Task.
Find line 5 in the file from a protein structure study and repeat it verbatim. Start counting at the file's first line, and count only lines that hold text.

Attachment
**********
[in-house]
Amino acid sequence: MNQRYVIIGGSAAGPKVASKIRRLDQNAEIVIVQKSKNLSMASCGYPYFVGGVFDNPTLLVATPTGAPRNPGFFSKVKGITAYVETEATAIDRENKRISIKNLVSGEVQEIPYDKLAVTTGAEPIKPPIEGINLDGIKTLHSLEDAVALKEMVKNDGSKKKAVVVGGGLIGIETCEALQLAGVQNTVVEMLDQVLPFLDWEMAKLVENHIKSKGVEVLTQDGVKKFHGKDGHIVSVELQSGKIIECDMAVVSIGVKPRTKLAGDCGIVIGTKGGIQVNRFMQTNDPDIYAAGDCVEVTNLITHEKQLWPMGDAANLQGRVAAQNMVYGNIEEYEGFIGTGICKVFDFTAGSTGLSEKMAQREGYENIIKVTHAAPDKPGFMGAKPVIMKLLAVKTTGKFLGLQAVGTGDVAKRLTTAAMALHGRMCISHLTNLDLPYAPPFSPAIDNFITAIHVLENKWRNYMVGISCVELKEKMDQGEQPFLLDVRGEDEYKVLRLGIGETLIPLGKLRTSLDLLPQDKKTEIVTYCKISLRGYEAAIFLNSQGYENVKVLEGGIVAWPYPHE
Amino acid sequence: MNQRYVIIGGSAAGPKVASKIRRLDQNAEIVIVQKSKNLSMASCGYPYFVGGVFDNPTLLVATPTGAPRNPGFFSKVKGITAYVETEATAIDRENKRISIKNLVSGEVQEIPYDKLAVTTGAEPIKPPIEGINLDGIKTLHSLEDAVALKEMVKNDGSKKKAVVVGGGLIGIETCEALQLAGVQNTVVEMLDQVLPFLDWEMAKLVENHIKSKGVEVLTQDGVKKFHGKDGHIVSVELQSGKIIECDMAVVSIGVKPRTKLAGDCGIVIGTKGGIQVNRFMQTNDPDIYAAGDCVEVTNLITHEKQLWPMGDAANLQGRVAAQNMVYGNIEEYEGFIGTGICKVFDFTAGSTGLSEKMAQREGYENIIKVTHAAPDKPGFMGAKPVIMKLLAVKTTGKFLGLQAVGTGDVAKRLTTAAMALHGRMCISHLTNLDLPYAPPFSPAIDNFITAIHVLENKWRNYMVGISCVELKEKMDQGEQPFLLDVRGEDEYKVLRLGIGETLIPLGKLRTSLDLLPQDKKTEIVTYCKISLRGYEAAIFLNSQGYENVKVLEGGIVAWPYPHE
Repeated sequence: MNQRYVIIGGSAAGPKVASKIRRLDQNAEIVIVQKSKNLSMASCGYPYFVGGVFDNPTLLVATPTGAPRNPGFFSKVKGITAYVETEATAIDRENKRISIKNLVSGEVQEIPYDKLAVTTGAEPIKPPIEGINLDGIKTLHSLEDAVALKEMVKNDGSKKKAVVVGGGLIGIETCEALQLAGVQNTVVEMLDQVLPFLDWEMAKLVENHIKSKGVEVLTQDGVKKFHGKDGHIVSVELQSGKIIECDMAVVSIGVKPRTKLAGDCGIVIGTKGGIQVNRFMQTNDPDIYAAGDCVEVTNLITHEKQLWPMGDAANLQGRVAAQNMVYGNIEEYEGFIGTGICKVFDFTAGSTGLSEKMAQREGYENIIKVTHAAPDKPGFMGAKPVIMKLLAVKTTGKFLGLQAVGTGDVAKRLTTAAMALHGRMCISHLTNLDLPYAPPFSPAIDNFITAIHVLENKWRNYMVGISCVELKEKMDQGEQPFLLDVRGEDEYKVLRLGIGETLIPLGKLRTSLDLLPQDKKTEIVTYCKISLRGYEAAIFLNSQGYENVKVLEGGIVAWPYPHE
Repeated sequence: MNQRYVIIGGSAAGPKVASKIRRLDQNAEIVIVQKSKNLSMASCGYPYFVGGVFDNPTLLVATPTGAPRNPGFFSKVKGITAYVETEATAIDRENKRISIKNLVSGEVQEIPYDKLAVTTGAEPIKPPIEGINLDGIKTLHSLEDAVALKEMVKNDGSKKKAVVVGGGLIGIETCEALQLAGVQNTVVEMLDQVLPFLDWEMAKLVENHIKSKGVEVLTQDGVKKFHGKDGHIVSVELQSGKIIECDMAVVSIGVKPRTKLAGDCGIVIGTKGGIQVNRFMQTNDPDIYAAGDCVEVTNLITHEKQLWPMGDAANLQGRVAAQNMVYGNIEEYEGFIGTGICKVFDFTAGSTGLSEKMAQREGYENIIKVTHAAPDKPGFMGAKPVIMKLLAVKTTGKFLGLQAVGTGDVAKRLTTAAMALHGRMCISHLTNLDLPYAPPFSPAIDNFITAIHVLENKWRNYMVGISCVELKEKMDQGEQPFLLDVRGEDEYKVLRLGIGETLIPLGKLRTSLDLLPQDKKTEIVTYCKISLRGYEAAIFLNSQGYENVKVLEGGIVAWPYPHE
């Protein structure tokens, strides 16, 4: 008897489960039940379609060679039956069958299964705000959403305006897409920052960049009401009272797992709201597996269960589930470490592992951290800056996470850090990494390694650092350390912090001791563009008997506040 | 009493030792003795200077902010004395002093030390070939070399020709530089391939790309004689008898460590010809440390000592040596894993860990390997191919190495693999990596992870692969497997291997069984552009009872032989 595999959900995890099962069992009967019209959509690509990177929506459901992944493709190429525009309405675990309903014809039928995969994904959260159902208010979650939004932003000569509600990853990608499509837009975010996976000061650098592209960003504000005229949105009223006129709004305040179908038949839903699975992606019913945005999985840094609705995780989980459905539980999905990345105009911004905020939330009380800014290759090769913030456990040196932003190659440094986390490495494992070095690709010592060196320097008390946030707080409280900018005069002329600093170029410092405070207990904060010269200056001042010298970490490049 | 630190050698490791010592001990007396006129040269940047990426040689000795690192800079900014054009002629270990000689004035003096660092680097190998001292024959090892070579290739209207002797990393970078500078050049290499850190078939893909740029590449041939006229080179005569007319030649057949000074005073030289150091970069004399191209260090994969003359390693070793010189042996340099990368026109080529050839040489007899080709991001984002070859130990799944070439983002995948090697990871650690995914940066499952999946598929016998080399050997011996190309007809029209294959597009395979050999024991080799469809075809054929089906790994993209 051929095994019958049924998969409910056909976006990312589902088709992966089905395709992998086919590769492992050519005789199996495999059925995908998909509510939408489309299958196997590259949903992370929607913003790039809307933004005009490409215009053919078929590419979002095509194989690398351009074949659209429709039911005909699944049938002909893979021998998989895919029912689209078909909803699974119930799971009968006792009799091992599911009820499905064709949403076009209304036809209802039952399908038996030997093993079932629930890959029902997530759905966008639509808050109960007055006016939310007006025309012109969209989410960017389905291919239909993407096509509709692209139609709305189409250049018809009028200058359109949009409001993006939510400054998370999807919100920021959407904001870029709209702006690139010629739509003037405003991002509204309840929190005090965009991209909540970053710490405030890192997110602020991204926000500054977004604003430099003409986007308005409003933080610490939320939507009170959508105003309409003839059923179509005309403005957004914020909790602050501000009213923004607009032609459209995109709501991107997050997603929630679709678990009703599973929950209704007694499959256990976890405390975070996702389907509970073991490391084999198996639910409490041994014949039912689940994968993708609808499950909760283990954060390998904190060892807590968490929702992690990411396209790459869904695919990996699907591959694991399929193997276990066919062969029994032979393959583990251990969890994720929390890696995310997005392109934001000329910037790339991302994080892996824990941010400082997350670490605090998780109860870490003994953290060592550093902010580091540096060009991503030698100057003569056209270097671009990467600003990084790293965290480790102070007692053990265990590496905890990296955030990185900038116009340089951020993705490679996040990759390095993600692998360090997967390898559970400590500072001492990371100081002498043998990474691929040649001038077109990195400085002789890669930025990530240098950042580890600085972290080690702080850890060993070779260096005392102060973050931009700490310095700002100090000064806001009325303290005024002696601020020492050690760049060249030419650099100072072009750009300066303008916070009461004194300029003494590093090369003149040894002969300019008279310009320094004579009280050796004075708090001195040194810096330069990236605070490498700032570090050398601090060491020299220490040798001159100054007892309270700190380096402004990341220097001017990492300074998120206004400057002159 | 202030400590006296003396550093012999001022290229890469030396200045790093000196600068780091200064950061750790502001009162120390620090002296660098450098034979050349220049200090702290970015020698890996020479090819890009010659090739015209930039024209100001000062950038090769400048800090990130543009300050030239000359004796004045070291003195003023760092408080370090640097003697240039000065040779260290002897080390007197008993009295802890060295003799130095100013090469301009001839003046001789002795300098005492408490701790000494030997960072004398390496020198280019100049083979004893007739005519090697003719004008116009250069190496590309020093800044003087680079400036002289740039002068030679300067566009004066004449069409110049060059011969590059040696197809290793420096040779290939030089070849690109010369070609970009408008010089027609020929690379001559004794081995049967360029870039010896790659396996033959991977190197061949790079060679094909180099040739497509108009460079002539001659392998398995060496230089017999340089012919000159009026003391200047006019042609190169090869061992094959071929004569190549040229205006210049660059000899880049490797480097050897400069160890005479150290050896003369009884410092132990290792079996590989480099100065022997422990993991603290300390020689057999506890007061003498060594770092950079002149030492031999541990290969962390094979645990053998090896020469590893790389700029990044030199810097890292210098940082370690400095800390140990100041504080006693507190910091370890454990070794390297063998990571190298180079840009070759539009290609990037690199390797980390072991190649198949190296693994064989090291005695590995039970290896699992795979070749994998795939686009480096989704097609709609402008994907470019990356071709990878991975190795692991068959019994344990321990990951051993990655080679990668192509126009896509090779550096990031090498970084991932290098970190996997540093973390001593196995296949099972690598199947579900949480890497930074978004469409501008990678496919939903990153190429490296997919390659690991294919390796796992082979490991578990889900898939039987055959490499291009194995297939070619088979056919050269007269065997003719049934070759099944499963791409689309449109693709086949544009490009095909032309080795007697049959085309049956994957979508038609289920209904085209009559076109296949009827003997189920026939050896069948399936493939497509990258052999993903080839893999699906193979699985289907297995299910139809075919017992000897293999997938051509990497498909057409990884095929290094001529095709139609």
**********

Repeated sequence: MNQRYVIIGGSAAGPKVASKIRRLDQNAEIVIVQKSKNLSMASCGYPYFVGGVFDNPTLLVATPTGAPRNPGFFSKVKGITAYVETEATAIDRENKRISIKNLVSGEVQEIPYDKLAVTTGAEPIKPPIEGINLDGIKTLHSLEDAVALKEMVKNDGSKKKAVVVGGGLIGIETCEALQLAGVQNTVVEMLDQVLPFLDWEMAKLVENHIKSKGVEVLTQDGVKKFHGKDGHIVSVELQSGKIIECDMAVVSIGVKPRTKLAGDCGIVIGTKGGIQVNRFMQTNDPDIYAAGDCVEVTNLITHEKQLWPMGDAANLQGRVAAQNMVYGNIEEYEGFIGTGICKVFDFTAGSTGLSEKMAQREGYENIIKVTHAAPDKPGFMGAKPVIMKLLAVKTTGKFLGLQAVGTGDVAKRLTTAAMALHGRMCISHLTNLDLPYAPPFSPAIDNFITAIHVLENKWRNYMVGISCVELKEKMDQGEQPFLLDVRGEDEYKVLRLGIGETLIPLGKLRTSLDLLPQDKKTEIVTYCKISLRGYEAAIFLNSQGYENVKVLEGGIVAWPYPHE